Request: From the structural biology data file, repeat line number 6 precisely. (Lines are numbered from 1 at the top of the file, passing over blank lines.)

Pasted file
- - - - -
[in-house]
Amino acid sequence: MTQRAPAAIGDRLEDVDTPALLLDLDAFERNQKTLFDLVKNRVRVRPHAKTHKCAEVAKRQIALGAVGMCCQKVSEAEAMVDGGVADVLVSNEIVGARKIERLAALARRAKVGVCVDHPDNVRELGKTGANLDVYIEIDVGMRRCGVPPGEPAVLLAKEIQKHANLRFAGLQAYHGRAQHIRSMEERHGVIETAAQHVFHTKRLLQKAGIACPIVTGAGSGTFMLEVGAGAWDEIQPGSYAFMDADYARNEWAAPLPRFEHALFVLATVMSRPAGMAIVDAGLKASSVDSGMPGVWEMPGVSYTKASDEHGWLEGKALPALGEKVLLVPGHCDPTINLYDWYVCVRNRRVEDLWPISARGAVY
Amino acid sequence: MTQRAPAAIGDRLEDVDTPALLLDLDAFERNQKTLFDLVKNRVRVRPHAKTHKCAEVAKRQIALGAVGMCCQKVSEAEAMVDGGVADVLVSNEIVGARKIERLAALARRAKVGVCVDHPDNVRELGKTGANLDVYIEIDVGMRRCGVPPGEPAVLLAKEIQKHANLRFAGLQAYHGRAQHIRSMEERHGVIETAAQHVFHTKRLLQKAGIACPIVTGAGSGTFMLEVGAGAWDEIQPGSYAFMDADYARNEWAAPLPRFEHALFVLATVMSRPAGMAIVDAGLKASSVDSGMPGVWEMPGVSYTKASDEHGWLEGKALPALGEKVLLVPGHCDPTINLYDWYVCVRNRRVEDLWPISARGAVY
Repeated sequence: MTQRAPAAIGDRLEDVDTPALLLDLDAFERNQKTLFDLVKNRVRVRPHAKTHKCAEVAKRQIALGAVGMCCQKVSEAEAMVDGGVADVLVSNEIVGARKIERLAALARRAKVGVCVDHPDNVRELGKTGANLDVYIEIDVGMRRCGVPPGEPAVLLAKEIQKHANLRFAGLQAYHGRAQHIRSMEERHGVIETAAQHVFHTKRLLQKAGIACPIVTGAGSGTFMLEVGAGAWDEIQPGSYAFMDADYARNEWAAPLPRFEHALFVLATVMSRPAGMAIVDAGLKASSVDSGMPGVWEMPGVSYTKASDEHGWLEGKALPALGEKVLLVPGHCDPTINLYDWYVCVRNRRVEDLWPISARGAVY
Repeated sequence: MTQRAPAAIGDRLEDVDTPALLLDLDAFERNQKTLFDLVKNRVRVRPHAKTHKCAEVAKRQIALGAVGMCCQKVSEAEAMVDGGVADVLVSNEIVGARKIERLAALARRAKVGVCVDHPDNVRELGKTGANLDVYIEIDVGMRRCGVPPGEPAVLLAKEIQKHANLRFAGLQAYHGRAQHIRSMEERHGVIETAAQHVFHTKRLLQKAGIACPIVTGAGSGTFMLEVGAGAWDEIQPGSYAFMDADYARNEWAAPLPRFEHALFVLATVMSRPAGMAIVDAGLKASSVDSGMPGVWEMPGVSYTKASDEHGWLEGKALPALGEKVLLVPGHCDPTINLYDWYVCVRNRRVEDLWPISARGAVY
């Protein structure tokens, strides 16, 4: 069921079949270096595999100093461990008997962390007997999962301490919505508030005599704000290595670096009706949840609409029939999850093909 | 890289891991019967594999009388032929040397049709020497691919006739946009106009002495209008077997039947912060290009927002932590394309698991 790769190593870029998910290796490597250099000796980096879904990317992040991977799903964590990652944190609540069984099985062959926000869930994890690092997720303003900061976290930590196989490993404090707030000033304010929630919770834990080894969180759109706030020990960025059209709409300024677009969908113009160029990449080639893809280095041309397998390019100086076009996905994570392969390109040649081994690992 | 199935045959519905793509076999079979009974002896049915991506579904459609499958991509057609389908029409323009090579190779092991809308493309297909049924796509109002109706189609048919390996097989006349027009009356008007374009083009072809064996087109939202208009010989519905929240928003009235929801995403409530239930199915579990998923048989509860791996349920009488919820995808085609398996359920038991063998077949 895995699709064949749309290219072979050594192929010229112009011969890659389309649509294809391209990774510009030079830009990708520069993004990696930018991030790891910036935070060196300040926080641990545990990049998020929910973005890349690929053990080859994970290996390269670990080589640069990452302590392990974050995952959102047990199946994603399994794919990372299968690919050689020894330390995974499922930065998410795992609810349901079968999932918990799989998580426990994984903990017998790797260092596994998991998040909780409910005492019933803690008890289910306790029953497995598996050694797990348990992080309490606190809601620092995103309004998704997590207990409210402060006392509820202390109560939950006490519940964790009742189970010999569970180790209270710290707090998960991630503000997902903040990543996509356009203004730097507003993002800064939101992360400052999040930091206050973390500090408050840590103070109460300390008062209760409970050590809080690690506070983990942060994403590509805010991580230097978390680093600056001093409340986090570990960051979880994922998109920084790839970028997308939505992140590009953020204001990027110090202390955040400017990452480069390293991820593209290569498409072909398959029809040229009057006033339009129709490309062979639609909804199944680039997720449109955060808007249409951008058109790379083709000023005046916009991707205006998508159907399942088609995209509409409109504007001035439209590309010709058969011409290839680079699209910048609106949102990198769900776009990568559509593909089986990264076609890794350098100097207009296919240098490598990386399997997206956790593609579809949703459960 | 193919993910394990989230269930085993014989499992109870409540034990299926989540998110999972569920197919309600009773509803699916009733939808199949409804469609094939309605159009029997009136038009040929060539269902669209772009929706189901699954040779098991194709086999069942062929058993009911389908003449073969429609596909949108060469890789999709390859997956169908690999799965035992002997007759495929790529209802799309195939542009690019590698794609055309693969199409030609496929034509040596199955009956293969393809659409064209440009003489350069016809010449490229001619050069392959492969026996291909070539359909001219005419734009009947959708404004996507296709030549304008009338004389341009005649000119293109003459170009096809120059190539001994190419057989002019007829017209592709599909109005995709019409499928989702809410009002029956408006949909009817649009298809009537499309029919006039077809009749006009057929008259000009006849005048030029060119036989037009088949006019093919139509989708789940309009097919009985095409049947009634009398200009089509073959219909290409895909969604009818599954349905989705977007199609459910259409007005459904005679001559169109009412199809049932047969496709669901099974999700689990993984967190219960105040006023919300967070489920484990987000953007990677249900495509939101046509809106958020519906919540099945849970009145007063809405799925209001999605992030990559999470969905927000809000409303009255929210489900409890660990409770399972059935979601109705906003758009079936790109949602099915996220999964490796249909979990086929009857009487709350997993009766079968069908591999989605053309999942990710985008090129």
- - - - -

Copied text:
């Protein structure tokens, strides 16, 4: 069921079949270096595999100093461990008997962390007997999962301490919505508030005599704000290595670096009706949840609409029939999850093909 | 890289891991019967594999009388032929040397049709020497691919006739946009106009002495209008077997039947912060290009927002932590394309698991 790769190593870029998910290796490597250099000796980096879904990317992040991977799903964590990652944190609540069984099985062959926000869930994890690092997720303003900061976290930590196989490993404090707030000033304010929630919770834990080894969180759109706030020990960025059209709409300024677009969908113009160029990449080639893809280095041309397998390019100086076009996905994570392969390109040649081994690992 | 199935045959519905793509076999079979009974002896049915991506579904459609499958991509057609389908029409323009090579190779092991809308493309297909049924796509109002109706189609048919390996097989006349027009009356008007374009083009072809064996087109939202208009010989519905929240928003009235929801995403409530239930199915579990998923048989509860791996349920009488919820995808085609398996359920038991063998077949 895995699709064949749309290219072979050594192929010229112009011969890659389309649509294809391209990774510009030079830009990708520069993004990696930018991030790891910036935070060196300040926080641990545990990049998020929910973005890349690929053990080859994970290996390269670990080589640069990452302590392990974050995952959102047990199946994603399994794919990372299968690919050689020894330390995974499922930065998410795992609810349901079968999932918990799989998580426990994984903990017998790797260092596994998991998040909780409910005492019933803690008890289910306790029953497995598996050694797990348990992080309490606190809601620092995103309004998704997590207990409210402060006392509820202390109560939950006490519940964790009742189970010999569970180790209270710290707090998960991630503000997902903040990543996509356009203004730097507003993002800064939101992360400052999040930091206050973390500090408050840590103070109460300390008062209760409970050590809080690690506070983990942060994403590509805010991580230097978390680093600056001093409340986090570990960051979880994922998109920084790839970028997308939505992140590009953020204001990027110090202390955040400017990452480069390293991820593209290569498409072909398959029809040229009057006033339009129709490309062979639609909804199944680039997720449109955060808007249409951008058109790379083709000023005046916009991707205006998508159907399942088609995209509409409109504007001035439209590309010709058969011409290839680079699209910048609106949102990198769900776009990568559509593909089986990264076609890794350098100097207009296919240098490598990386399997997206956790593609579809949703459960 | 193919993910394990989230269930085993014989499992109870409540034990299926989540998110999972569920197919309600009773509803699916009733939808199949409804469609094939309605159009029997009136038009040929060539269902669209772009929706189901699954040779098991194709086999069942062929058993009911389908003449073969429609596909949108060469890789999709390859997956169908690999799965035992002997007759495929790529209802799309195939542009690019590698794609055309693969199409030609496929034509040596199955009956293969393809659409064209440009003489350069016809010449490229001619050069392959492969026996291909070539359909001219005419734009009947959708404004996507296709030549304008009338004389341009005649000119293109003459170009096809120059190539001994190419057989002019007829017209592709599909109005995709019409499928989702809410009002029956408006949909009817649009298809009537499309029919006039077809009749006009057929008259000009006849005048030029060119036989037009088949006019093919139509989708789940309009097919009985095409049947009634009398200009089509073959219909290409895909969604009818599954349905989705977007199609459910259409007005459904005679001559169109009412199809049932047969496709669901099974999700689990993984967190219960105040006023919300967070489920484990987000953007990677249900495509939101046509809106958020519906919540099945849970009145007063809405799925209001999605992030990559999470969905927000809000409303009255929210489900409890660990409770399972059935979601109705906003758009079936790109949602099915996220999964490796249909979990086929009857009487709350997993009766079968069908591999989605053309999942990710985008090129």